It’s not easy taking something that is well-established and well-loved, and completely flipping it on its head, but for Dorothy Lee, it was all about staying true to the idea. Dorothy Lee, who prefers to be called, Dot and partner, Jarrod Walsh took over Hartsyard, from founder Gregory Llewellyn and Naomi Hart. At the time, Hartsyard was an institution for North American fried chicken and cheese poutine. When Dot and Jarrod took the reigns, it became a light, airy venue for fresh seafood and vegetables.
“People had no idea what we were trying to do. We even had them ask for the previous style of cuisine. At first, we were worried. Were we doing the wrong thing? Was this all about to collapse on us, but then our mindset changed? We believed in ourselves, our idea, and the vision we had to bring this restaurant to life,” said Dot.
That they did. Hartsyard was an Enmore Road staple, with a weekly changing menu, dependent on seasonal produce and all-around, no-waste philosophy. Locals and visitors flocked to Hartsyard for a wholesome meal. Jarrod and Dot became the face of pushing boundaries in hospitality. Then in 2022, they announced Hartsyard was closing. Although, soon after, Dot and Jarrod declared their next journey, Longshore.
“Similar to Hartsyard, we want to highlight fresh seasonal produce that is sustainably farmed and harvested,” said Dot. “You can expect a seafood-driven, coastal-inspired restaurant, with a few favourites from the Hartsyard menu.”
Dot began her food journey at a young age, inspired by her move from Hong Kong to Australia. She not only fell in love with wholesome food but was fascinated with new methods of cooking. She started her career as a pastry chef at Intercontinental Sydney, before honing her craft at hatted restaurants, Ms Gs in Potts Point and Momofuku Seiobo, which was formerly located in Pyrmont.
“You need to be resilient in this industry,” Dot explains. “You won’t get anywhere with self-doubt. At the end of the day, you need to remind yourself you’re good enough.”
As Dot explains, females in particular are often questioned, not only in the industry but in general. “We are questioned in a passive-aggressive way that can sometimes make us feel like we are not doing a good job,” she said. “That’s why we need to be self-confident.”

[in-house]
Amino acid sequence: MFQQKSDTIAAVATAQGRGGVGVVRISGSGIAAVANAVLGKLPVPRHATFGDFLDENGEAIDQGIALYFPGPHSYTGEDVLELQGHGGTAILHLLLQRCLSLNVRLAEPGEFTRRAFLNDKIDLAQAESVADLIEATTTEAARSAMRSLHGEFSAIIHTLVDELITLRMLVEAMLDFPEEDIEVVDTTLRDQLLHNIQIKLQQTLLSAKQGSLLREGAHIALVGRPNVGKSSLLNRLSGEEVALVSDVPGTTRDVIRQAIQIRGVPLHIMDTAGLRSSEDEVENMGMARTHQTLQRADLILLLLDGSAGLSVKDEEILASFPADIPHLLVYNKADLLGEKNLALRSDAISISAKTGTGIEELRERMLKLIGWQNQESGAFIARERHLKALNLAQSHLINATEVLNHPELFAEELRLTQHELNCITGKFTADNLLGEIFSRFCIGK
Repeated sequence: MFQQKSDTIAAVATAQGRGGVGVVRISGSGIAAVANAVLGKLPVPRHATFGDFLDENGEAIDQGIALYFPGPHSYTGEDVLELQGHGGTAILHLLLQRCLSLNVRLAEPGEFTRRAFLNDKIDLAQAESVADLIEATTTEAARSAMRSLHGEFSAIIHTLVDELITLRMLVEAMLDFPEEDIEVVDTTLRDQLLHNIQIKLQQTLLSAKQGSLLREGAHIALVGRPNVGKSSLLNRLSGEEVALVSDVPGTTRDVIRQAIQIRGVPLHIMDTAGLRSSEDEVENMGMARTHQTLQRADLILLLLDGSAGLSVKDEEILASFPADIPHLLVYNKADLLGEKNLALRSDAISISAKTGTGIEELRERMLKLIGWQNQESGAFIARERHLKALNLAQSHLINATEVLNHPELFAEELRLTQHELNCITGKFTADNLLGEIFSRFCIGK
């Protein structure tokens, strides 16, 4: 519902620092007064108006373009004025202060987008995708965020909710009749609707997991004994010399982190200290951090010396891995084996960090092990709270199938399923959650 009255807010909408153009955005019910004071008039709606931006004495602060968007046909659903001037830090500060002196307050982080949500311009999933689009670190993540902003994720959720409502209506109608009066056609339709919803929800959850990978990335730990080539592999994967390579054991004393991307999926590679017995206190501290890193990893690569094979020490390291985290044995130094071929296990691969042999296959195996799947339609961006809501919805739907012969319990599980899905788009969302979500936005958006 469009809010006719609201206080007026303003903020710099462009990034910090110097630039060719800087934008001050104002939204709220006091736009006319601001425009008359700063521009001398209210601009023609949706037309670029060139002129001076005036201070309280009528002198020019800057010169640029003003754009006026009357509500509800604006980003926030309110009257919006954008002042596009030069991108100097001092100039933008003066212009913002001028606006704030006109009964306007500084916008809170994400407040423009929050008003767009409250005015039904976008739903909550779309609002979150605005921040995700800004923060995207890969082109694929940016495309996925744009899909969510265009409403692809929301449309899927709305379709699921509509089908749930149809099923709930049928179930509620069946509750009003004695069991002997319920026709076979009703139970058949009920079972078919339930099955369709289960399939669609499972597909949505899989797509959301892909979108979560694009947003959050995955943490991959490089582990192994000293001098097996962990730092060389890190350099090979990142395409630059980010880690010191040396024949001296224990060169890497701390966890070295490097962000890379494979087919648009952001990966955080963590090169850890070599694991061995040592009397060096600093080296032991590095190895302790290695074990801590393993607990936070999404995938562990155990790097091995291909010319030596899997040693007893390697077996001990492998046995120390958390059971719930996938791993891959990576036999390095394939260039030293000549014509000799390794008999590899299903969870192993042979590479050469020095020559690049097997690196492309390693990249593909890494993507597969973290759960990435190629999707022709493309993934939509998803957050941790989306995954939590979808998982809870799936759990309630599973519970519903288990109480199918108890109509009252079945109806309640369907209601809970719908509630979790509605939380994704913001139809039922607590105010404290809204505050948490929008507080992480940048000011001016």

Dot explains she has experienced discrimination over her career. “There were times when comments were made towards me that weren’t work-related. That happens quite often.” Although, with all the bad comes good. “I have amazing male mentors and male industry friends, so it’s not all bad.”
It was her experiences and her resilience that allowed Dot to stay true to her ideas and her visions. During the pandemic, Dot learned to be flexible. “I never thought about doing takeaway until the day it was the only option,” she said. “I learned how to do takeaway and how to operate front of house.” It’s about keeping an open mind about the situation.
Over the past five years, restaurants have started to shift. Some offer tasting menus, others focus on only a handful of dishes, and most adopt seasonal menus. According to Dot, at Longshore, she has implemented a 10-course snack flight. “I realised I never liked to eat a proper meal when I’m catching up with my friends. I liked to snack,” she said. That’s when Dot realised the snack menu would be perfect for after-work drinks. “People can catch up, have a nibble, a glass of wine, then still go out for dinner, or go home.” Even if they are still hungry, they can always add on from the a la carte menu, she said.
Longshore is slated to open in mid-April, taking over Automata’s old spot, in the Old Clare Hotel. Regarding the name, Dot revealed it was the work of a Netherlands designer she hired. “We explained to him what we wanted and our vision which was to use produce from the coastal line. He said, Longshore, and we fell in love with it.”
“I honestly can’t wait to have fun with my guests again. I hope to sustain the community spirit we had from the Inner West, but bring it to Chippendale.”